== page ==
WASHINGTON The struggling U.S. Postal Service on Thursday reported an annual loss of a record $15.9 billion, capping a tumultuous year in which it was forced to default for the first time on billions in payments to avert bankruptcy.
The financial losses for the fiscal year ending Sept. 30 compared to a $5.1 billion loss in the previous year.
Much of the red ink was due to mounting costs for future retiree health benefits, which made up $11.1 billion of the losses. Without that and other related labor expenses, the mail agency sustained an operating loss of $2.4 billion, lower than the previous year.
Postmaster General Patrick Donahoe said the post office has been able to reduce costs significantly by boosting worker productivity. But he said the mail agency has been hampered by congressional inaction on a postal overhaul bill that would allow it to eliminate Saturday mail delivery and reduce its $5 billion annual payment for future health benefits.
Earlier this year, the post office defaulted on two of those payments. It is forecasting additional losses next year of roughly $7.6 billion.
We cannot sustain large losses indefinitely. Major defaults are unsettling, said Donahoe, who made clear that the Postal Service would be profitable had Congress acted. It's critical that Congress do its part and pass comprehensive legislation before they adjourn this year to move the Postal Service further down the path toward financial health.
The Postal Service, an independent agency of government, does not receive tax money for its day-to-day operations but is subject to congressional control.
The Senate passed a postal bill in April that would have provided financial relief in part by reducing the annual health payments and providing an $11 billion cash infusion, basically a refund of overpayments the Postal Service made to a federal pension fund. The House, however, remains stalled over a separate bill that would allow for aggressive cuts, including an immediate end to Saturday delivery.
It remains unclear whether House leadership would take up the postal bill in its lame-duck session, due in part to resistance from rural lawmakers about the impact of closures in their communities. While urging quick congressional action, the Postal Service in its legal filings on Thursday assumed a 2013 financial outlook in which Congress fails to act on any legislation, acknowledging the political uncertainty of the situation.
As the nation creeps toward the `fiscal cliff,' the U.S. Postal Service is clearly marching toward a financial collapse of its own, said Sen. Tom Carper, D-Del., a sponsor of the Senate bill. I am hopeful that now that the elections are over, my colleagues and I can come together and pass postal reform legislation so that a final bill can be signed into law by the end of the year.
Overall, the post office had operating revenue of $65.2 billion in fiscal 2012, down $500 million from the previous year. But expenses climbed to $81 billion, up from $70.6 billion, largely due to the health prepayments. The annual payment of roughly $5.6 billion was deferred for a year in 2011, resulting in a double payment totaling $11.1 billion that became due this year. The Postal Service is the only government agency required to make such payments.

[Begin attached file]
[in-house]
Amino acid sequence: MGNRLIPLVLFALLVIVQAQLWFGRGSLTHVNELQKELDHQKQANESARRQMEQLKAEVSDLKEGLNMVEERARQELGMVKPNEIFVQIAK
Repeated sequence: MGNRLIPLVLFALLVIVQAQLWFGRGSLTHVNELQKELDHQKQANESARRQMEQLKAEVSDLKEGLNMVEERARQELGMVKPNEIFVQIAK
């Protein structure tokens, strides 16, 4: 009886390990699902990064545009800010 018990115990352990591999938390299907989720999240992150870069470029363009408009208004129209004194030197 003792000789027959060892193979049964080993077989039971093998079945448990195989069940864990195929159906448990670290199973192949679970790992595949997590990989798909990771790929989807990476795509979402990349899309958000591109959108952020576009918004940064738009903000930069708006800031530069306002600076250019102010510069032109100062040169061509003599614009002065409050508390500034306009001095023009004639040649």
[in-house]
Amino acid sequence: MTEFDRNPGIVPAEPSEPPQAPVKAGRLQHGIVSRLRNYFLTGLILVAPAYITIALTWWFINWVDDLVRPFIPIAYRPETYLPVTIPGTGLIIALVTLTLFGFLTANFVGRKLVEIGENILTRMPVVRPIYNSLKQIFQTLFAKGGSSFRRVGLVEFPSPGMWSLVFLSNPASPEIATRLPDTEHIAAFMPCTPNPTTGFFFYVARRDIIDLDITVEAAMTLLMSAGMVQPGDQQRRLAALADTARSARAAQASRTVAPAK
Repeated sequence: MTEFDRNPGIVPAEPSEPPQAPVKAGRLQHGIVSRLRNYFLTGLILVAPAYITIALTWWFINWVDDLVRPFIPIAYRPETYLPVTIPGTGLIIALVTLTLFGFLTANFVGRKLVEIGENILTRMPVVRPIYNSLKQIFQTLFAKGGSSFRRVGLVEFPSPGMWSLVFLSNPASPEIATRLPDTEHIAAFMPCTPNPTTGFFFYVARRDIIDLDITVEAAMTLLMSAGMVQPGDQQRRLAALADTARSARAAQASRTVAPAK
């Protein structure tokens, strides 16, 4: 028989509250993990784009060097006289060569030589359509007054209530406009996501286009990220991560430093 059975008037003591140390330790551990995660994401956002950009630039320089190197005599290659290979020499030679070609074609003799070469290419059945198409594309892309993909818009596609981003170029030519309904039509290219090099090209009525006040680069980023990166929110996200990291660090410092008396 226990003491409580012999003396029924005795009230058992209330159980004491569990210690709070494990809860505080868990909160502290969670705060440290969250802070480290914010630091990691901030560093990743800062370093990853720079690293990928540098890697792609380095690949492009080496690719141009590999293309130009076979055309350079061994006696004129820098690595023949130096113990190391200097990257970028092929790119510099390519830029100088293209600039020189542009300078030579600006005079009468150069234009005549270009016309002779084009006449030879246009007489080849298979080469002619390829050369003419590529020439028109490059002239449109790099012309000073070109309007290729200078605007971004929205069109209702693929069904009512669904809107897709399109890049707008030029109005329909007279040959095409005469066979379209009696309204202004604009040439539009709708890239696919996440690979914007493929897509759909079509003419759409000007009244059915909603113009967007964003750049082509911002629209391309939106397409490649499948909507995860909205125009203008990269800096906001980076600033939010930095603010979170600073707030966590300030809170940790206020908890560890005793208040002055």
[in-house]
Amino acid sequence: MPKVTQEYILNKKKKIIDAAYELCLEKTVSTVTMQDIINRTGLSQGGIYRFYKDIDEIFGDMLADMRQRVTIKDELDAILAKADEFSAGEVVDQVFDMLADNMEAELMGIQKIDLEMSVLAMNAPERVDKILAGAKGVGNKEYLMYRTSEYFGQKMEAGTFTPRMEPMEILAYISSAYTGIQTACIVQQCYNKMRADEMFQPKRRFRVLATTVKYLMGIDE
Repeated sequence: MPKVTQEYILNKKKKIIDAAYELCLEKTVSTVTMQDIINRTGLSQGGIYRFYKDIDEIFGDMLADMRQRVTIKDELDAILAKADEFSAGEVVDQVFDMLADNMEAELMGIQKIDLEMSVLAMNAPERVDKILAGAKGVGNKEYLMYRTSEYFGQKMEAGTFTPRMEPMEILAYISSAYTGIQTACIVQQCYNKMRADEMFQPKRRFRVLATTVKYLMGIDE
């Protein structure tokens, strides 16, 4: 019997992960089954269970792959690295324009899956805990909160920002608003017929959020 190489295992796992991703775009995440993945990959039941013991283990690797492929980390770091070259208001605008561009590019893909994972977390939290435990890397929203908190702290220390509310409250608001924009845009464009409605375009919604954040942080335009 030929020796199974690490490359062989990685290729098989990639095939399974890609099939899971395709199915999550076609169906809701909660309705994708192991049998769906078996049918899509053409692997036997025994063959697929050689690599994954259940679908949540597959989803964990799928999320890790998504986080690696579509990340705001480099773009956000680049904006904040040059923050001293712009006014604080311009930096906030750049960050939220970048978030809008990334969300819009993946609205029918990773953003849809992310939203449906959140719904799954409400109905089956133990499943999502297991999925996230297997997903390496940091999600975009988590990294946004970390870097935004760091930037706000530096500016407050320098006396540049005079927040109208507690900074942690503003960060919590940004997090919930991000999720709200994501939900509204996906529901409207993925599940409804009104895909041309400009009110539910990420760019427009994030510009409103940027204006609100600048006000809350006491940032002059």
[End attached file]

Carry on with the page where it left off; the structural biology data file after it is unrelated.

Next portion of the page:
The post office also has been rocked by declining mail volume as people and businesses continue switching to the Internet in place of letters and paper bills. The number of items mailed in the last year was 159.9 billion pieces, a 5 percent decrease, much of it in first-class mail.
On the plus side, the mail agency reported that its fast-growing shipping services, which include express and priority mail, grew by 9 percent, helping to offset much of the declining revenue from first-class mail.
Last month, the post office said it will increase postage rates on Jan. 27, including a 1-cent increase in the cost of first-class mail, to 46 cents. But the rate increase, which is tied to the rate of overall inflation, will make only a small dent in financial losses.
The Postal Service also originally sought to close low-revenue post offices in rural areas to save money, but after public opposition, it is now moving forward with a new plan to keep 13,000 of them open with shorter operating hours.
Without legislative changes, it said, annual losses will exceed $21 billion by 2016.
The Postal Service is facing a fiscal cliff of its own, and any unanticipated drop in mail volumes could send the agency over the edge, said Art Sackler, co-coordinator of the Coalition for a 21st Century Postal Service, a group representing the private sector mailing industry. If Congress fails to act, there could be postal slowdowns or shutdowns that would have catastrophic consequences for the 8 million private sector workers whose jobs depend on the mail.
State-by-state graphic showing post offices being considered for reduced hours: http://apne.ws/QMOOzh